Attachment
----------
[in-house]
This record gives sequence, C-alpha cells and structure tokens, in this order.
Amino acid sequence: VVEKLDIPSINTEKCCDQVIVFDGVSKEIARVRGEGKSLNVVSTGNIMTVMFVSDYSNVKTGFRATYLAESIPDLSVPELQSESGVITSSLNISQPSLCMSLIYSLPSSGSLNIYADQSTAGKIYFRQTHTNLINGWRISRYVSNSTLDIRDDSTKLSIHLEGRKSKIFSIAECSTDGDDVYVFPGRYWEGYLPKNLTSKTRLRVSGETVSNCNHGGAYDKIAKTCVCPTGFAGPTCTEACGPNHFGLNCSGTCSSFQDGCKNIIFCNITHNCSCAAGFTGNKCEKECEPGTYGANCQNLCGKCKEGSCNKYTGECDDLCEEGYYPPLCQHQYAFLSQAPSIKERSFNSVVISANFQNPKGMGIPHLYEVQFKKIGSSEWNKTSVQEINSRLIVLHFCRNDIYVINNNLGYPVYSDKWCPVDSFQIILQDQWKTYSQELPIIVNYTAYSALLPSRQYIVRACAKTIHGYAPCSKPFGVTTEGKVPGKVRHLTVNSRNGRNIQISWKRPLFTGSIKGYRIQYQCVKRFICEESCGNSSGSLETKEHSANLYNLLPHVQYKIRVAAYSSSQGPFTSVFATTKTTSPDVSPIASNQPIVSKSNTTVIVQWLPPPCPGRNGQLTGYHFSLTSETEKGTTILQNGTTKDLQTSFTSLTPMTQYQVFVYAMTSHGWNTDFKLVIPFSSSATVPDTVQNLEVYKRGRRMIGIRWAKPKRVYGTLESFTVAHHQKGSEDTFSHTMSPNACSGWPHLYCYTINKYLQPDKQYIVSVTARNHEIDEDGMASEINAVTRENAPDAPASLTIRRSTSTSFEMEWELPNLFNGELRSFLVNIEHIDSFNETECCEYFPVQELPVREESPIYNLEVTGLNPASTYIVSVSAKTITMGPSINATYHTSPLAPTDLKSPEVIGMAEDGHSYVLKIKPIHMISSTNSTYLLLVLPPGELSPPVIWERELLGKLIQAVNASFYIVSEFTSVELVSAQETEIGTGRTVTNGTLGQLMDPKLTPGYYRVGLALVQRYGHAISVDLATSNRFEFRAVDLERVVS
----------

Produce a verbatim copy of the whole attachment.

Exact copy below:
[in-house]
This record gives sequence, C-alpha cells and structure tokens, in this order.
Amino acid sequence: VVEKLDIPSINTEKCCDQVIVFDGVSKEIARVRGEGKSLNVVSTGNIMTVMFVSDYSNVKTGFRATYLAESIPDLSVPELQSESGVITSSLNISQPSLCMSLIYSLPSSGSLNIYADQSTAGKIYFRQTHTNLINGWRISRYVSNSTLDIRDDSTKLSIHLEGRKSKIFSIAECSTDGDDVYVFPGRYWEGYLPKNLTSKTRLRVSGETVSNCNHGGAYDKIAKTCVCPTGFAGPTCTEACGPNHFGLNCSGTCSSFQDGCKNIIFCNITHNCSCAAGFTGNKCEKECEPGTYGANCQNLCGKCKEGSCNKYTGECDDLCEEGYYPPLCQHQYAFLSQAPSIKERSFNSVVISANFQNPKGMGIPHLYEVQFKKIGSSEWNKTSVQEINSRLIVLHFCRNDIYVINNNLGYPVYSDKWCPVDSFQIILQDQWKTYSQELPIIVNYTAYSALLPSRQYIVRACAKTIHGYAPCSKPFGVTTEGKVPGKVRHLTVNSRNGRNIQISWKRPLFTGSIKGYRIQYQCVKRFICEESCGNSSGSLETKEHSANLYNLLPHVQYKIRVAAYSSSQGPFTSVFATTKTTSPDVSPIASNQPIVSKSNTTVIVQWLPPPCPGRNGQLTGYHFSLTSETEKGTTILQNGTTKDLQTSFTSLTPMTQYQVFVYAMTSHGWNTDFKLVIPFSSSATVPDTVQNLEVYKRGRRMIGIRWAKPKRVYGTLESFTVAHHQKGSEDTFSHTMSPNACSGWPHLYCYTINKYLQPDKQYIVSVTARNHEIDEDGMASEINAVTRENAPDAPASLTIRRSTSTSFEMEWELPNLFNGELRSFLVNIEHIDSFNETECCEYFPVQELPVREESPIYNLEVTGLNPASTYIVSVSAKTITMGPSINATYHTSPLAPTDLKSPEVIGMAEDGHSYVLKIKPIHMISSTNSTYLLLVLPPGELSPPVIWERELLGKLIQAVNASFYIVSEFTSVELVSAQETEIGTGRTVTNGTLGQLMDPKLTPGYYRVGLALVQRYGHAISVDLATSNRFEFRAVDLERVVS